Although SA-CCR (the Standardized Approach for Counterparty Credit Risk) will not impact every financial institution active in the FX markets, the roll out by the Basel Committee highlights the opportunity for all banks to streamline their use of capital, no matter what calculation methodology they use.
With SA-CCR’s roll out a staggered affair around the globe, market participants in some jurisdictions are fully au fait with the requirements while it is newly on the radar for others. Regardless of your level of awareness or preparedness, you should be focused on some basic questions:
- How much capital are the various parts of my business consuming?
- What can my business do to reduce consumption levels?
These questions are relevant not just under SA-CCR but across all capital requirement regulations and mechanisms. Even with SA-CCR replacing the Current Exposure Method (CEM) and the Standardized Method (SM) for banks, some larger banks will be able to continue using the Internal Models Method (IMM). Regardless of the regime or model, however, institutions of all sizes should be looking to optimize how they consume and allocate capital. Capital costs affect everyone, even when SA-CCR does not, so it’s crucial to access solutions and processes that allow for optimization.
If you are not already thinking about how you can flatten delta positions and reduce currency pair exposures, you should be. With the SA-CCR implementation clock already ticking, this lets you leverage opportunities under both SA-CCR and IMM.
To achieve optimum capital efficiency in FX markets, a level of flexibility and dynamism is required. With SA-CCR enabling currency pair netting, no matter the tenor of the exposures, the opportunity to compress and reduce capital consumption arises much more dynamically than before.
Accessing these opportunities requires having dedicated technology that can provide that up-to-the-minute view of a bank’s risk positions and counterparty exposures. Just as important, the technology needs to have a broad reach and offer multiple solutions to the same problem – capital efficiency – while meeting the needs of a range of institutions, all of which are potentially taking a different path to achieve the same end result.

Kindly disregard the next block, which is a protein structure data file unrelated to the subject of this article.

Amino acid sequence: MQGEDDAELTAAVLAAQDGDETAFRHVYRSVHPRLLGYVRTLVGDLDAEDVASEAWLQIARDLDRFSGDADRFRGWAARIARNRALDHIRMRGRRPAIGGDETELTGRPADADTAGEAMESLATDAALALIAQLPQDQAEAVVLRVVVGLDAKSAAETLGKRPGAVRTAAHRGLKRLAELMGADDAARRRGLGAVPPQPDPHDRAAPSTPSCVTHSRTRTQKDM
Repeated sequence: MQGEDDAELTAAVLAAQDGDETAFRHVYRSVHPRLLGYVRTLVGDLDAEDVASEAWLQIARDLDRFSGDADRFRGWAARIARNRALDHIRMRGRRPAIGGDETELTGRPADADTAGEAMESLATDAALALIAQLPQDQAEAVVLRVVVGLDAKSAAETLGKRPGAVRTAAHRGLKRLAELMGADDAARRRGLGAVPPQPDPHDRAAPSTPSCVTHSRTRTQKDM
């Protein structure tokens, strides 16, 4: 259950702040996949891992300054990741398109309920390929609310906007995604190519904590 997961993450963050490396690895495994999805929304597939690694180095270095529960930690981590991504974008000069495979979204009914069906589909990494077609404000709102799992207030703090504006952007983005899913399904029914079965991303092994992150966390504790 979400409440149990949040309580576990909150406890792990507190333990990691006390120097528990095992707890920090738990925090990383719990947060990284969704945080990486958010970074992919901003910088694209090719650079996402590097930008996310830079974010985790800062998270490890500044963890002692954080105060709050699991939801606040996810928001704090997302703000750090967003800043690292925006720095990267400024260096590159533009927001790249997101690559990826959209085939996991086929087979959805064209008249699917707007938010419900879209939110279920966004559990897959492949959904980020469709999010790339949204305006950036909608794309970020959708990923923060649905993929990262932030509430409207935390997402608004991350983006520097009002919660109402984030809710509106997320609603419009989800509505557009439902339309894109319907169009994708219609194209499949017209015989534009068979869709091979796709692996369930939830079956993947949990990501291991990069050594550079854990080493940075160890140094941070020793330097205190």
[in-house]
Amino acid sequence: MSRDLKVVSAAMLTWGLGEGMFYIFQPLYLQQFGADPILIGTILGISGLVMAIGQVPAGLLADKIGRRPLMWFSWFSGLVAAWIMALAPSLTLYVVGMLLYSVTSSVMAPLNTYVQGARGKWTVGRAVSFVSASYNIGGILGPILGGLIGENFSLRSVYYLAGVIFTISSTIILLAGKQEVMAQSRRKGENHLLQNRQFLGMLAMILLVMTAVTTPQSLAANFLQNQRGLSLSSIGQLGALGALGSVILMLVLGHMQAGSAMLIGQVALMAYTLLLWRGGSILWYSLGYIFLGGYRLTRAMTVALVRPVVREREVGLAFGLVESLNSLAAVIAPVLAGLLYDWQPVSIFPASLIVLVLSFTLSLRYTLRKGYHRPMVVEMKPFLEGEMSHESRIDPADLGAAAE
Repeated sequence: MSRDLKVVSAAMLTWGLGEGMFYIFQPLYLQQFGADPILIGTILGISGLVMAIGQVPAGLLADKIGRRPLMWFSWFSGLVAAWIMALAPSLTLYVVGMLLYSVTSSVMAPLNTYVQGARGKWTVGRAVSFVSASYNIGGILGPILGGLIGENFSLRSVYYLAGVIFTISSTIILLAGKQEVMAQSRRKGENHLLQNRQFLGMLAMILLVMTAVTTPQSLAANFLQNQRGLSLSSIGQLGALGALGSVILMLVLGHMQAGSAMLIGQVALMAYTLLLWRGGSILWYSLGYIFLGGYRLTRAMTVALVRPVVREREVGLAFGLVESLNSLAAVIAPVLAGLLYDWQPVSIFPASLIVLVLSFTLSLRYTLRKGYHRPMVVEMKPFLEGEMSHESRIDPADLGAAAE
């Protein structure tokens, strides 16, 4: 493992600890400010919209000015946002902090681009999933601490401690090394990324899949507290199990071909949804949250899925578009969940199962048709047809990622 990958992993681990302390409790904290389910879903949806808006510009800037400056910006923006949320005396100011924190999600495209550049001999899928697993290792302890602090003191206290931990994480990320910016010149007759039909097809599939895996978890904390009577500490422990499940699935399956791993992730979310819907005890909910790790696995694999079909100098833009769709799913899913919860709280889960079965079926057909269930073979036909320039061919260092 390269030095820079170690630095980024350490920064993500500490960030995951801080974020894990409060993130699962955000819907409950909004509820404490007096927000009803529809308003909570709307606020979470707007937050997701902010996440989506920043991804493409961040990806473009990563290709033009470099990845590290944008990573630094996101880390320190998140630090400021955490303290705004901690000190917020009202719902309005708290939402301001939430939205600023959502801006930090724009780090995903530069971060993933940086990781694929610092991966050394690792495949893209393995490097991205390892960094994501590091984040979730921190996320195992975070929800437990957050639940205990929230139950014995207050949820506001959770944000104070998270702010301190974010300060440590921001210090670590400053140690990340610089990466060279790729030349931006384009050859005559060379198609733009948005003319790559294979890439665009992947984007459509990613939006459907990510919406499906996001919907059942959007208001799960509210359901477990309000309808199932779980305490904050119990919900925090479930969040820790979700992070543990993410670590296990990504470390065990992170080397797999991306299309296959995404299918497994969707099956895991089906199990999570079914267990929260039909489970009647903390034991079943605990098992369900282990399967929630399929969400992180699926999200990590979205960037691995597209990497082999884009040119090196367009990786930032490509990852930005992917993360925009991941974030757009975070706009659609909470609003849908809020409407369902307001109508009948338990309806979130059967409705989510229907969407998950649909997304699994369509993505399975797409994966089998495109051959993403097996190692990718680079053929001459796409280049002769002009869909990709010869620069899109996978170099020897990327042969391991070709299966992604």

To fully benefit from a range of solutions, however, the network effect has to play a key role. The more participants use the same service, analyze the same data, and access the same solutions, the more they can take advantage of opportunities – even before critical mass is achieved. Having access to the right information in a timely manner is critical to any institution seeking to reduce their capital footprint.
The right technology, data, and analytics democratizes capital optimization: it enables banks outside the very top group to streamline their Markets businesses without negatively impacting their position in the industry, or, importantly, the level of service they can provide to customers. Achieving this, though, means bringing a lot of moving parts together and embedding SA-CCR across the business:
- Individual traders need to be aware of the potential cost of each new trade and, critically, where potential capital exposures can be reduced.
- The trading manager should be looking at SA-CCR exposures in the pre-trade environment, working out where and with whom netting opportunities exist.
- The front office sales and relationship team needs to be armed with the appropriate data to approach specific counterparties.
- At a more senior level, managers need to understand how they can reduce capital consumption without negatively impacting business operation, by either eliminating or moving positions.
If nothing else, managers at all levels of the business should be able to better understand how their valuable capital resources are consumed and measure individual units against this critical metric. Increasingly, business units are being judged against a metric of capital consumption rather than just top-level performance. Particularly under SA-CCR, every dollar saved offers value.